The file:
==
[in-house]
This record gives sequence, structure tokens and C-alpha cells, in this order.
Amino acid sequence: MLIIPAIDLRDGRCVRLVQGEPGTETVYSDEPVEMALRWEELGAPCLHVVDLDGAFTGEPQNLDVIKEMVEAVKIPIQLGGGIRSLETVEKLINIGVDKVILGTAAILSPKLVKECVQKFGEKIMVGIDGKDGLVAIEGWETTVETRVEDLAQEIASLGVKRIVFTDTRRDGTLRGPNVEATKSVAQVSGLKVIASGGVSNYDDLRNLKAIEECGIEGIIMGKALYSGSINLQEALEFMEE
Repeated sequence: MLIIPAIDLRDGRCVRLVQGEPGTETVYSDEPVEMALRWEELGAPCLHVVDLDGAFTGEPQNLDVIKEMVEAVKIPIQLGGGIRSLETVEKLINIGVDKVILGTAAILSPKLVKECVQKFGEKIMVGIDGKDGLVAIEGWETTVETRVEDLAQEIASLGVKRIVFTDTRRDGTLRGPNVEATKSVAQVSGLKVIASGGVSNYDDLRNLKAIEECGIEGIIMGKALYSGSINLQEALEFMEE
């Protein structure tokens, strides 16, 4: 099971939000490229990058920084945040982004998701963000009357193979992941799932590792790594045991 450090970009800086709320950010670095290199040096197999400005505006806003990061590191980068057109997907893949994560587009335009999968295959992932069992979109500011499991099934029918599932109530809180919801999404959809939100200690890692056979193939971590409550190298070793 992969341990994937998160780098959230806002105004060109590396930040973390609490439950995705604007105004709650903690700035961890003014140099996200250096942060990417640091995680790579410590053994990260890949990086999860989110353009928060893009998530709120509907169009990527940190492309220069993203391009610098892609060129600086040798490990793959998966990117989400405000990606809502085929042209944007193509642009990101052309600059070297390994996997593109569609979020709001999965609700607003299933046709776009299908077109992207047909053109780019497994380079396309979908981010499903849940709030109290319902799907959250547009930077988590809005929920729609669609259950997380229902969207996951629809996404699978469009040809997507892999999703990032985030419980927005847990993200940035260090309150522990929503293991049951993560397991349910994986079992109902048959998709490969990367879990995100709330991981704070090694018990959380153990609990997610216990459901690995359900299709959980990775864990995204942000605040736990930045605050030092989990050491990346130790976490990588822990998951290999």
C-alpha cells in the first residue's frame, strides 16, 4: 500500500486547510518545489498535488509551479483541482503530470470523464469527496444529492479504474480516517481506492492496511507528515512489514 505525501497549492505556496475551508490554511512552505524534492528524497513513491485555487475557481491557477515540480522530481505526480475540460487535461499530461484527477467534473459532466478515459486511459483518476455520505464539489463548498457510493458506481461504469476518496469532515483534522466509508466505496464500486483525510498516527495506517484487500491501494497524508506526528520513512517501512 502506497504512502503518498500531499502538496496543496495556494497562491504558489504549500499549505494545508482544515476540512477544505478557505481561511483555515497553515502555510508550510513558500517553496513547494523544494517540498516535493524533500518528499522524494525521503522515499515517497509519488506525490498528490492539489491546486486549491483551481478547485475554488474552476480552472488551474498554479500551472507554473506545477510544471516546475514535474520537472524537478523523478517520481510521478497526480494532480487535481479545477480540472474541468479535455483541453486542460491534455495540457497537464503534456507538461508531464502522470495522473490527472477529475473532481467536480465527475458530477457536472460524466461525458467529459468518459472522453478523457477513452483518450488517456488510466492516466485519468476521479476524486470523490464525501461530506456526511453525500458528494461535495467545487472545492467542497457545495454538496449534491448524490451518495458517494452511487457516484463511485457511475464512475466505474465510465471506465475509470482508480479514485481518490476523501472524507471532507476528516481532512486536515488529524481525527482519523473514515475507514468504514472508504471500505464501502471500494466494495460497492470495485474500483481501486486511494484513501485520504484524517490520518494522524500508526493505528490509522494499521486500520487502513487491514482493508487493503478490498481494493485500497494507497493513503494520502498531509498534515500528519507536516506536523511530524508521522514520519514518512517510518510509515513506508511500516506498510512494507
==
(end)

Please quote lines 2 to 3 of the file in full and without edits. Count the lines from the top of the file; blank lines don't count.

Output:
This record gives sequence, structure tokens and C-alpha cells, in this order.
Amino acid sequence: MLIIPAIDLRDGRCVRLVQGEPGTETVYSDEPVEMALRWEELGAPCLHVVDLDGAFTGEPQNLDVIKEMVEAVKIPIQLGGGIRSLETVEKLINIGVDKVILGTAAILSPKLVKECVQKFGEKIMVGIDGKDGLVAIEGWETTVETRVEDLAQEIASLGVKRIVFTDTRRDGTLRGPNVEATKSVAQVSGLKVIASGGVSNYDDLRNLKAIEECGIEGIIMGKALYSGSINLQEALEFMEE